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On “Doing It (Or Not) for the (Hookup) Culture”

William Stitt for Unsplash

As invincible as my fellow so-called Millennials would like to believe we are, the notion that we exist for but a mere blink of an eye in the grand scheme of the universe remains an afterthought. In my mind this is irony at its finest. Our sentiments of invulnerability become compounded by an endless game of “who can care the least” across relationships; platonic, romantic, and ones that are unrecognizable because we have confused ourselves that badly in the name of love for sport. “Hookup culture”, while certainly not a new discovery, has transformed the dating arena in ways we can’t possibly fathom or actually enjoy.

Outside of two relationships post-college, the entirety of my romantic interactions have consisted of “situationships” devoid of titles, a distinct lack of plans for commitment past sharing a blanket through the night, and my favorite utterance in Austin outside of “Fight, Texas!”— “We can have some fun now, but I can’t bring you home because my parents don’t like Black people”. The latter being a tattered red flag emblazoned with “Do Not Enter!” and matching bloody handprint to anyone with plans for with common sense or understanding that this is 2017, not the ’60s or the middle of a big-budget book-to-film movie. A flag that I saw and ignored — twice.

In college, I was so determined to undermine Millennial dating habits that I designed the Jack + Jill app. Stripping away (ideally) the ability to facilitate hookups, it strove to emulate the dating of old. You know, seeing someone attractive in a bar, leaving your number, asking them out to dinner, or for drinks. All this would be done by tapping into your cell phone’s calendar, location services, and a preset list of interests in order to plan a date where all you had to bring was the conversation and interest in someone else. No puppy photos that ensured a lay on the first night and certainly none of the “good guy” facades that were quickly shattered after making your date uncomfortable.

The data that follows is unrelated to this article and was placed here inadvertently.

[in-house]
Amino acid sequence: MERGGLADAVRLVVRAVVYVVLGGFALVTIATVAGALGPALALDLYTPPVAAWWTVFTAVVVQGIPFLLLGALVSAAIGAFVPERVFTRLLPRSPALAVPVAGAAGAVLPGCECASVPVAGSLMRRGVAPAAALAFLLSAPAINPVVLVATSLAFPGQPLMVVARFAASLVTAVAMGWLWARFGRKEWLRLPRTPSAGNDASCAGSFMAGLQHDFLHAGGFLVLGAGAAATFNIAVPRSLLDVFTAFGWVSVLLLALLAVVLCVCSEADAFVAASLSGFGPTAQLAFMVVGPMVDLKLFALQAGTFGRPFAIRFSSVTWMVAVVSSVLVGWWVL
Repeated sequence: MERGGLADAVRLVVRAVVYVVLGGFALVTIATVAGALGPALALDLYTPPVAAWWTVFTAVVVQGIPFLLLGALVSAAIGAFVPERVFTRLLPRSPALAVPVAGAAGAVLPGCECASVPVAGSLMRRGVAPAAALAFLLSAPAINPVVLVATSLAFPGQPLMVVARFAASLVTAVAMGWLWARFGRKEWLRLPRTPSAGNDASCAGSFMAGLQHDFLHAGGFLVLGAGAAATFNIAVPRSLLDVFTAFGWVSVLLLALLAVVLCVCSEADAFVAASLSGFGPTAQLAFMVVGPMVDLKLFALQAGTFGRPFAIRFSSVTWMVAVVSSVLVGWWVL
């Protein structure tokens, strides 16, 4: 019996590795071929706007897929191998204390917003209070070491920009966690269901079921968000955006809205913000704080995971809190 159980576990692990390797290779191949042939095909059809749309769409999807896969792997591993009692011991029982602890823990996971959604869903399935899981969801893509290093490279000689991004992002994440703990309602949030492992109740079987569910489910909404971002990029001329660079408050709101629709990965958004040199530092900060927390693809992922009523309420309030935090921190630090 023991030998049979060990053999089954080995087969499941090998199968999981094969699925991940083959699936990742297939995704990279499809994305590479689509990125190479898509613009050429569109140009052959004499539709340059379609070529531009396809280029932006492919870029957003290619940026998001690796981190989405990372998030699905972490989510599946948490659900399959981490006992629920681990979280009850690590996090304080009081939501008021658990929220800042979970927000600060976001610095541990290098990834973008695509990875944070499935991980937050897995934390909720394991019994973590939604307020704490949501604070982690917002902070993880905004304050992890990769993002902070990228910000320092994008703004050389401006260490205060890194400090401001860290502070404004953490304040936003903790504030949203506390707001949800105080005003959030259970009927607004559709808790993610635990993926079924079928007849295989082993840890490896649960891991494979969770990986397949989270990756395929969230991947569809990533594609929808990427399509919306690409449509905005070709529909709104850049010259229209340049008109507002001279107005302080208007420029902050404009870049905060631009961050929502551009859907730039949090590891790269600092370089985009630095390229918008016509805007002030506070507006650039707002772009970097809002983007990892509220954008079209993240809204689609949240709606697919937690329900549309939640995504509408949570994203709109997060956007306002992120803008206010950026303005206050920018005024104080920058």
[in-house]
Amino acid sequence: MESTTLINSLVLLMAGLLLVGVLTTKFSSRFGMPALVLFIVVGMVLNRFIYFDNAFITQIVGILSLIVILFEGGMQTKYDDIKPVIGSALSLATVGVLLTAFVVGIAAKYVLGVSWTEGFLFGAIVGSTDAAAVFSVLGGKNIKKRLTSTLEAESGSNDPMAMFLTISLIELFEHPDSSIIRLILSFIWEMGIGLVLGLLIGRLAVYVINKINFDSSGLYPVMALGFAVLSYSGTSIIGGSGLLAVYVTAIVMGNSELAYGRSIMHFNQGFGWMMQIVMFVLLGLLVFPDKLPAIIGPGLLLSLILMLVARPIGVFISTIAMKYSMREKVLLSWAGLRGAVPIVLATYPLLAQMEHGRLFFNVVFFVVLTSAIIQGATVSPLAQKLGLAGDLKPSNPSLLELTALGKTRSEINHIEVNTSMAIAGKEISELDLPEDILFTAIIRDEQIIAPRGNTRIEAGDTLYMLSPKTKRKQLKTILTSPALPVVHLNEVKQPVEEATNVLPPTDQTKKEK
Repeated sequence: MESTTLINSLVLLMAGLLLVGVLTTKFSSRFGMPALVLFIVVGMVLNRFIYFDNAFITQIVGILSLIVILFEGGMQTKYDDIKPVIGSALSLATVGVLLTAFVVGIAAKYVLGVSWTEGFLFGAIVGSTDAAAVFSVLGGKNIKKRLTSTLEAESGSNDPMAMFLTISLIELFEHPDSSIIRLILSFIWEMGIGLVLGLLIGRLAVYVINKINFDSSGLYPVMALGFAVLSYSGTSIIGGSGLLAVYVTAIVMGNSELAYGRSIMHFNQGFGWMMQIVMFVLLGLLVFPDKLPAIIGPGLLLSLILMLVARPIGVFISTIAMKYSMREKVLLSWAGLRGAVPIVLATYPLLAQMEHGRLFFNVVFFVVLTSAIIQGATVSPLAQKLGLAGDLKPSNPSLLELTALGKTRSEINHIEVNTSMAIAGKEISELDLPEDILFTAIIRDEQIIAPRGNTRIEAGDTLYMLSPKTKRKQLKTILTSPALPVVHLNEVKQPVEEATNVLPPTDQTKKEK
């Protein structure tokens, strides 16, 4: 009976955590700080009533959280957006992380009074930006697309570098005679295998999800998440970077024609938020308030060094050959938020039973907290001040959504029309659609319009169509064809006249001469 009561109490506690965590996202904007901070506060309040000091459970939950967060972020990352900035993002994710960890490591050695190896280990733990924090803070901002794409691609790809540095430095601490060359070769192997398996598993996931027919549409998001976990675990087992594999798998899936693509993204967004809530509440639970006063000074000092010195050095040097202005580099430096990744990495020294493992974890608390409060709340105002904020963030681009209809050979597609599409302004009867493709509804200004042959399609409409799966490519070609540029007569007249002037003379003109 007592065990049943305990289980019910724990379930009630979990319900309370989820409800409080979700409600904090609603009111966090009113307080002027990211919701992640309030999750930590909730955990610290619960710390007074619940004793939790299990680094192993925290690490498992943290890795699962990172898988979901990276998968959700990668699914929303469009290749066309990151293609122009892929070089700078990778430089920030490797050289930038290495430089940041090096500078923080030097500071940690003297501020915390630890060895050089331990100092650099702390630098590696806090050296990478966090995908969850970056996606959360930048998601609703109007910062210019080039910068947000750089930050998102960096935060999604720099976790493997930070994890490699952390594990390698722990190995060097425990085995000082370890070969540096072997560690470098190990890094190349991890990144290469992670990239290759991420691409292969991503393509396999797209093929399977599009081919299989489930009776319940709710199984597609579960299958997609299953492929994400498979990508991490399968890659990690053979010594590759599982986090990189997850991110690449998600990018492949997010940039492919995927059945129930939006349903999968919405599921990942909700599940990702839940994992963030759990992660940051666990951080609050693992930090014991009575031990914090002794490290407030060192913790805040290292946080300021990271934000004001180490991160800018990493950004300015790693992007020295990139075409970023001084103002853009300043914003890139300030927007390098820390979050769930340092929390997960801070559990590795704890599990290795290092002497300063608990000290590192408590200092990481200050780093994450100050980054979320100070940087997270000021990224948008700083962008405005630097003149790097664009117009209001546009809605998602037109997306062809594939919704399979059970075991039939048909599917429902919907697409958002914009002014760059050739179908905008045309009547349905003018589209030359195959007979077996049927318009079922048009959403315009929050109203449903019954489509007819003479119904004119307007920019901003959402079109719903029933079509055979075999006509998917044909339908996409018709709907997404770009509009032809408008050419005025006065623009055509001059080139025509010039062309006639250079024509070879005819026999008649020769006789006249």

We have been taught that there’s other fish in the sea, but nobody ever says anything about the hard work, dedication, and time it takes to catch the one type of fish that’s never going to let us starve.

Afraid that committing to one person will compromise a potential future with someone else “better”, 69% of Millennials experience the phenomena researchers have dubbed “FOMO” or the fear of missing out. Social media, most specifically Instagram, has offered audiences blueprints for what a fulfilling life should look like by way of promoting the “shiny” and blemish-free imagery of others. Couples accounts; marriage, fitness, cosplay, and just about anything else you can name, are put online but are able to remain private — shielding from the general public the arguments, moments of weakness, and pain that all relationships inevitably suffer. Why stay with someone and build a foundation when a date, sex, and a good morning text is just a swipe or scroll away? Our incentives to do so are lessened by a strong understanding that gender equality is necessary for our society’s successful functioning and progression. Subjecting ourselves to the painstaking work of growing with another person rather than escaping at the first opportunity when things get rough are equated to sentiments of a time when gender roles and stigmas such as a divorced woman is promiscuous, evil and worthless and should have remained obedient to her husband. While not at all to say that gender equality is ANYWHERE near where it should be in today’s culture, such thoughts and ways of being should not make an entire generation shirk off the responsibilities of love.